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European-American Topics - Business- Romania's oil

Romania’s Oil—A path to modernization or corruption
By Jacek Cameron-Rulkowski
Posted October 2005
Romania is not only a country that many associate with Transylvania and its famous inhabitant, Count Dracula. Romania was one of the first countries to produce oil. Already in the second half of the 19th century Romania belonged to the vanguard of oil producers. In 1857 this Southern European country produced 275 tons of oil.

There are only two other European countries that have more oil reserves than Romania: Norway and Great Britain (50 and 26 percent, respectively, of all European oil reserves). The oil in Norway and Great Britain is sea-based. Romania’s 12 percent of the European oil reserves, however, is land-based and, thus, easier to extract.

With such a long history of oil production, it should not surprise anybody to discover that there is an oil industry in Romania. Romania’s ten refineries theoretically are capable of producing 504,000 barrels of oil per day. Actual production figures, however, are far lower. Due to a lack of financial resources, all of these refineries are in need of major technological upgrades. The oil production figures speak for themselves: in 2002 Romania produced roughly 58 percent less oil than in 1976.

There is reason to believe that Romanian oil production could be increased very soon. The current privatization wave may provide the necessary resources. It is no secret that global oil companies such as Halliburton, Shell, Total & Amco, Russian Gazprom, and Lukoil are interested observers of and, in some cases, participants in the process. At the same time, many political observers agree that the Romanian privatization process, especially with respect to the privatization of the oil industry, is not exactly a picture book example of transparency. In 2004, Transparency International, an international watchdog group based in Berlin, called Romania a country with “rampant corruption.”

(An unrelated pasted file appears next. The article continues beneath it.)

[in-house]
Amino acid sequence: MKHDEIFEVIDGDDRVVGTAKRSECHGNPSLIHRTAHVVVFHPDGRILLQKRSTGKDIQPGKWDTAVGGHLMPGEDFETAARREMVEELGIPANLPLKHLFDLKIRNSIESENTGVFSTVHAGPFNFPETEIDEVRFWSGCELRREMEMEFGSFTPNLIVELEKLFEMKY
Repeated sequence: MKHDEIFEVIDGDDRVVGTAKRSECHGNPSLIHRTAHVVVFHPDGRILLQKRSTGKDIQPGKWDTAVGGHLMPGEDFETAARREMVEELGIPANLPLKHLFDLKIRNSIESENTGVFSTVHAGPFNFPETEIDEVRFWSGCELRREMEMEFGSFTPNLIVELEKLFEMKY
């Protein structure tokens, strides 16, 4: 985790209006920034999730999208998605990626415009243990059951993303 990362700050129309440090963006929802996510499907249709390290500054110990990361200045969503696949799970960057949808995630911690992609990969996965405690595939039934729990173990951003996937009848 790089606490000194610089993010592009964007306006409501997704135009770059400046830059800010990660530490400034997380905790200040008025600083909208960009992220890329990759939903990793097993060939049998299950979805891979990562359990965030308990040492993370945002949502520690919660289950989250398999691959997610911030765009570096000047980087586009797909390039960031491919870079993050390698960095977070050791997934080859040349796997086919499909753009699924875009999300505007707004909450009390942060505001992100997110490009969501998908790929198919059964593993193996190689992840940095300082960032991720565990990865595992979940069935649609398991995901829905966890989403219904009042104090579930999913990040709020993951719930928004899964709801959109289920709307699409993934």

There is an associated risk with that situation-assessment: multinational oil conglomerates may see the present levels of corruption in the public sector and lack of political stability as major obstacles to their investment plans. It remains to be seen how Romania’s decision makers will address these internal challenges.

At this time, it is difficult to say whether or not Romania will fully develop its oil producing potential. On the one hand, oil production can be increased and there are plans to build the 760-mile long Southeast European Line (SEEL) pipeline which would connect the Romanian Black Sea Port of Constanta with the Croatian Port in Omisalj. By 2013, the SEEL pipeline theoretically could be expanded up to Trieste in Italy. On the other hand, whether or not there will be enough demand for additional Romanian oil and for a new pipeline are open questions. For example, Hungary’s demand for oil has fallen by 13 percent since 1992. We simply do not know how this region of Europe will develop.

If we assume that the hunger for oil in Southern Europe will increase in the near future, Romania’s oil reserves and their utilization may rapidly accelerate the modernization of Romanian society and raise its citizens’ standard of living to levels associated with Western European countries. On the flip side, if mishandled, increased production of Romanian oil could further cement corruption and political cronyism.



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